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The newest Wi-Fi 6 standard, also known as 802.11ax, relies on two key features to connect users more efficiently: OFDMA and MU-MIMO.
Multiuser multiple input, multiple output isn't a new wireless networking feature -- it was part of the Wi-Fi 5 Wave 2 standard -- but its capabilities are significantly greater in Wi-Fi 6. Orthogonal frequency-division multiple access made its 802.11 debut with the Wi-Fi 6 standard, although it has previously been used in LTE networks.
OFDMA is a technically complex feature that represents a significant achievement in wireless networking technology, and it has certainly generated its share of industry buzz. Both OFDMA and MU-MIMO are important in enabling more efficient connectivity, however. When it comes to OFDMA vs. MU-MIMO, the complementary features have some key differences.
OFDMA vs. MU-MIMO
MU-MIMO. Downlink MU-MIMO enables a wireless access point (AP) to divide its bandwidth into separate channels and broadcast to multiple clients at once. Wi-Fi 5 Wave 2's MU-MIMO feature supported up to four spatial streams, meaning an AP could communicate with up to four clients at a time via separate antennas. Wi-Fi 6 boosts that number to eight. It's important to note, however, that this capability currently works only in the downstream direction -- in AP-to-client communications. Uplink MIMO -- client-to-AP -- is still single-user, although that is expected to change in the second wave of the Wi-Fi 6 standard.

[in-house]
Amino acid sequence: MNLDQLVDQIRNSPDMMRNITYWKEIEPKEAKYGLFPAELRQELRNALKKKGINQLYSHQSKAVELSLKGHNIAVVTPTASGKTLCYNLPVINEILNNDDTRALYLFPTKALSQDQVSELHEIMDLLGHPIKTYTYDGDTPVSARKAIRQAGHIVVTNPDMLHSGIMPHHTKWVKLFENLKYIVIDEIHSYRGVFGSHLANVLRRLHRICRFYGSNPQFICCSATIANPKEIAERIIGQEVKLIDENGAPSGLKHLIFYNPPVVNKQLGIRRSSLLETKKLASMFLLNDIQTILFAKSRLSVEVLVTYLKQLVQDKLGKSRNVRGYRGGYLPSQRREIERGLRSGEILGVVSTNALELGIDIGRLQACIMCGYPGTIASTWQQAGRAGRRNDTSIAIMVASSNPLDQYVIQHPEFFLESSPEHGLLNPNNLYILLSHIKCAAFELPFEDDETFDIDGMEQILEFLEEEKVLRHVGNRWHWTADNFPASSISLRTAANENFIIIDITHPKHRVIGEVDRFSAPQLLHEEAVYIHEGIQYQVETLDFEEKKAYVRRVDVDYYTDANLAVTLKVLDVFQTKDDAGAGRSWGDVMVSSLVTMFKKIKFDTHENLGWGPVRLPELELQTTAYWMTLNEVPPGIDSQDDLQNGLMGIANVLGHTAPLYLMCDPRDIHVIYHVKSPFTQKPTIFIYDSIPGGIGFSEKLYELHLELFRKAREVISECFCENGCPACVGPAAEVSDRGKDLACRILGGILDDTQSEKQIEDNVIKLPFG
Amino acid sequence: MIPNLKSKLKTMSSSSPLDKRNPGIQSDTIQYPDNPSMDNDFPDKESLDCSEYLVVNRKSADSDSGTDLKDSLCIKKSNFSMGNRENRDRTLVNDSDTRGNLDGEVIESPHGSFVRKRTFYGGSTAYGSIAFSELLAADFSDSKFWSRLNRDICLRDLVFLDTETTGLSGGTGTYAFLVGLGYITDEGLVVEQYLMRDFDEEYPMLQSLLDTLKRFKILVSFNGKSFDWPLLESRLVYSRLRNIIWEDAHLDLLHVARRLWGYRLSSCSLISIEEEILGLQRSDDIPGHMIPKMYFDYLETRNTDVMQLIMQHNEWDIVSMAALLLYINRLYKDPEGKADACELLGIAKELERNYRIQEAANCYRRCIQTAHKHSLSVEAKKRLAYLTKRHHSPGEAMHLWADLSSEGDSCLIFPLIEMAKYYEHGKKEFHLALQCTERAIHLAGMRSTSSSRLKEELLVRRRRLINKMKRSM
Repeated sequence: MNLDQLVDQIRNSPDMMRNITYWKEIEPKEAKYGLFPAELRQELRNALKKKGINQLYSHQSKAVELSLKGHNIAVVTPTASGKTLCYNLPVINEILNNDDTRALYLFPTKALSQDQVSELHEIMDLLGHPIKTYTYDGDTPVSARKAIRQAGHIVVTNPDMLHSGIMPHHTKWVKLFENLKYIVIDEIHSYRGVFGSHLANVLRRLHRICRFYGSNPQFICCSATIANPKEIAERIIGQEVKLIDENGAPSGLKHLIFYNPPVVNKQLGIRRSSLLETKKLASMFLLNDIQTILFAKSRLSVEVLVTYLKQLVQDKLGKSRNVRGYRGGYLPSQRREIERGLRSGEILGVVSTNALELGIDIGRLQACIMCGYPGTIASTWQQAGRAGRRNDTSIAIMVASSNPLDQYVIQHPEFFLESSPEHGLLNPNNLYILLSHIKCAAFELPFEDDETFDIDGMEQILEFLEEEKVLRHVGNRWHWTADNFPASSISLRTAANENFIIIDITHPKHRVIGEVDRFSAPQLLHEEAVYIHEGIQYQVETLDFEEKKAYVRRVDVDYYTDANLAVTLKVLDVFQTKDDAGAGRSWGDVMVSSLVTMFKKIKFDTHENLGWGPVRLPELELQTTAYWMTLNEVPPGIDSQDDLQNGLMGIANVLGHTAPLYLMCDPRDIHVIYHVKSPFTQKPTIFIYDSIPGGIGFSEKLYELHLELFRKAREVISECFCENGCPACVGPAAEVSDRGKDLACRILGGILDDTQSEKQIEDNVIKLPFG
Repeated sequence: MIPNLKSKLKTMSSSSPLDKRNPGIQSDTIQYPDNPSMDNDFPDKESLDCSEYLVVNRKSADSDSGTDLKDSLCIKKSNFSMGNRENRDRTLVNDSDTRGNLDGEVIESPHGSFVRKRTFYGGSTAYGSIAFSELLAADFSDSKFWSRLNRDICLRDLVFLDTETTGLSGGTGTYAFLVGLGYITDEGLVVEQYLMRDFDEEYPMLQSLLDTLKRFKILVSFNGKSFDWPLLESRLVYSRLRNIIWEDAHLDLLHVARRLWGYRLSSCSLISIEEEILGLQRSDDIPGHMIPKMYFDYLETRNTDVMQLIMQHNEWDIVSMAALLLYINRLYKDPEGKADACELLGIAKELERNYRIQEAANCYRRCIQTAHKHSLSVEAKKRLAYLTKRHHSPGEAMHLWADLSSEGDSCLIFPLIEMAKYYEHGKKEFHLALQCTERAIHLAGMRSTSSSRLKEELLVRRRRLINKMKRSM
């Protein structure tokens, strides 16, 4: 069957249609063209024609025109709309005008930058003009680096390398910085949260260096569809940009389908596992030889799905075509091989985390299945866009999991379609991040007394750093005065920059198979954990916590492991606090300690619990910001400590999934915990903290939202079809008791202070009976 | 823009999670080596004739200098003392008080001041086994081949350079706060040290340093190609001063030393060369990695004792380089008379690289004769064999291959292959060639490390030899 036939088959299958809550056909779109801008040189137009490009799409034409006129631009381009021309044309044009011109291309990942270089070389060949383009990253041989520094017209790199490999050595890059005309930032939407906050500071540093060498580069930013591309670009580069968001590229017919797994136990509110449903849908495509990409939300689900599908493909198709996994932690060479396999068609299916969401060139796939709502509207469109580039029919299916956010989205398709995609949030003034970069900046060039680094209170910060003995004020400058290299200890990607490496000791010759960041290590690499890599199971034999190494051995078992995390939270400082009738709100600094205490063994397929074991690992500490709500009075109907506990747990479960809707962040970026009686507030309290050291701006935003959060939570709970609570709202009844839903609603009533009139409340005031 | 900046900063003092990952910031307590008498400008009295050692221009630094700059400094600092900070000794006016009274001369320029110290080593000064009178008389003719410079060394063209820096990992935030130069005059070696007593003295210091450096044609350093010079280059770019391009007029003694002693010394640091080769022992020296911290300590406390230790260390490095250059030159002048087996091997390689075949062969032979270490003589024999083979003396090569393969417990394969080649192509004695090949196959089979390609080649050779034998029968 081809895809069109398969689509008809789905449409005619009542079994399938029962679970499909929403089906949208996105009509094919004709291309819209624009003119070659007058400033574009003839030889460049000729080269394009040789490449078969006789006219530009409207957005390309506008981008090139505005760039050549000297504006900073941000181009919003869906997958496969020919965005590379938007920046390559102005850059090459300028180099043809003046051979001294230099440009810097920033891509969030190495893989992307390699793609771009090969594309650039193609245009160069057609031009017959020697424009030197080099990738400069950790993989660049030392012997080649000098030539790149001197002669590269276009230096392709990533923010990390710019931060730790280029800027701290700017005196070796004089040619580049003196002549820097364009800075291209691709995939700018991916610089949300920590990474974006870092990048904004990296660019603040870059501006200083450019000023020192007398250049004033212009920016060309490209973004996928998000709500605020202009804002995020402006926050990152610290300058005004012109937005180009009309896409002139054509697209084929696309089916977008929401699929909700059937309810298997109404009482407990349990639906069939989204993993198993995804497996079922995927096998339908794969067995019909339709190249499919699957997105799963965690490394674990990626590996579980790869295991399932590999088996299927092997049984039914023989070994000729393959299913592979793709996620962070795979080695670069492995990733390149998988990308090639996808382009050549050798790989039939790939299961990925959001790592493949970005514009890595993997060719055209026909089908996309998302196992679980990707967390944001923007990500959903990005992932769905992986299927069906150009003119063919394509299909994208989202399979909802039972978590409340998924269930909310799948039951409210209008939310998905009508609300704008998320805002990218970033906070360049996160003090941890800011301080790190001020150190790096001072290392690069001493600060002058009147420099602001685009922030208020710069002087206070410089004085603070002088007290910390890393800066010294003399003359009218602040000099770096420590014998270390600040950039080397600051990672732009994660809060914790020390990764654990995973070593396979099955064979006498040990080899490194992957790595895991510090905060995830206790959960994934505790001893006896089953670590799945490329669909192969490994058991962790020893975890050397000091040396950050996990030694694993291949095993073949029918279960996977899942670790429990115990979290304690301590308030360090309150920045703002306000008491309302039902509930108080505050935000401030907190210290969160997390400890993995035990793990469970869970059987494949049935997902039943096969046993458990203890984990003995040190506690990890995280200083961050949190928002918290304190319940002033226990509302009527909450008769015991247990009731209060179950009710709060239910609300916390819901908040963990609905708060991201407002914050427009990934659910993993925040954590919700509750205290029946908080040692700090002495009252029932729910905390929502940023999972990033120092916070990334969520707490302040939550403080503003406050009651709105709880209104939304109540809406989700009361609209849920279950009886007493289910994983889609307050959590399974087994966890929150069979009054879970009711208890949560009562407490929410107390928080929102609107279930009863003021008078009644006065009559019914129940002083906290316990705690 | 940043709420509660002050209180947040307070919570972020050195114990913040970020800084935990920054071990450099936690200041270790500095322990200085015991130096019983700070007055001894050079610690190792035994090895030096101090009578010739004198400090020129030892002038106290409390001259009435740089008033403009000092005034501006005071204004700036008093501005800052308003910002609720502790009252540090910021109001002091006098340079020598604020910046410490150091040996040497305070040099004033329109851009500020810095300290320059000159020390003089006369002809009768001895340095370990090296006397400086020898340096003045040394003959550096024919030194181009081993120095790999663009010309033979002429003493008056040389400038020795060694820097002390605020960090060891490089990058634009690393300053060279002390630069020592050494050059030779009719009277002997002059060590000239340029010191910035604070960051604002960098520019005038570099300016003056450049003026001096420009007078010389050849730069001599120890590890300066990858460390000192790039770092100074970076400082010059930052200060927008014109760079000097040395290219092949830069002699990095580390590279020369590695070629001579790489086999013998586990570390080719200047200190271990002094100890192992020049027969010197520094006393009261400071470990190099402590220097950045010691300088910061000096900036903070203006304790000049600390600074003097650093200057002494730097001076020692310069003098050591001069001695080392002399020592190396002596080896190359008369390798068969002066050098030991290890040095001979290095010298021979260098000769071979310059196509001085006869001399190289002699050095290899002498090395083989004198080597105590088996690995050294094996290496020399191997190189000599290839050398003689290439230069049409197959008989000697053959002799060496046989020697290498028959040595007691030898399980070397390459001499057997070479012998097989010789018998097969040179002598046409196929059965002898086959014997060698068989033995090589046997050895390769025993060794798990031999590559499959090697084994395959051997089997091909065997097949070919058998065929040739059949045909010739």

OFDMA. If MU-MIMO essentially adds more traffic lanes to the wireless highway that exists between AP and clients, OFDMA is like next-level carpooling. It flexibly subdivides each available channel into smaller subcarriers or resource units, which the AP can then dynamically assign across dozens of devices. This enables a degree of multitasking that exponentially increases efficiency, reducing network overhead, making better use of available bandwidth and dramatically increasing capacity. OFDMA is particularly relevant in high-density environments, like entertainment venues, as well as networks with many small-packet transmissions, such as those from IoT devices.
"It's able to take the dead spots in transmission and use them to communicate with other devices," said Zeus Kerravala, founder and principal analyst of ZK Research in Westminster, Mass. "That extra efficiency can then mean better battery life and many other benefits."
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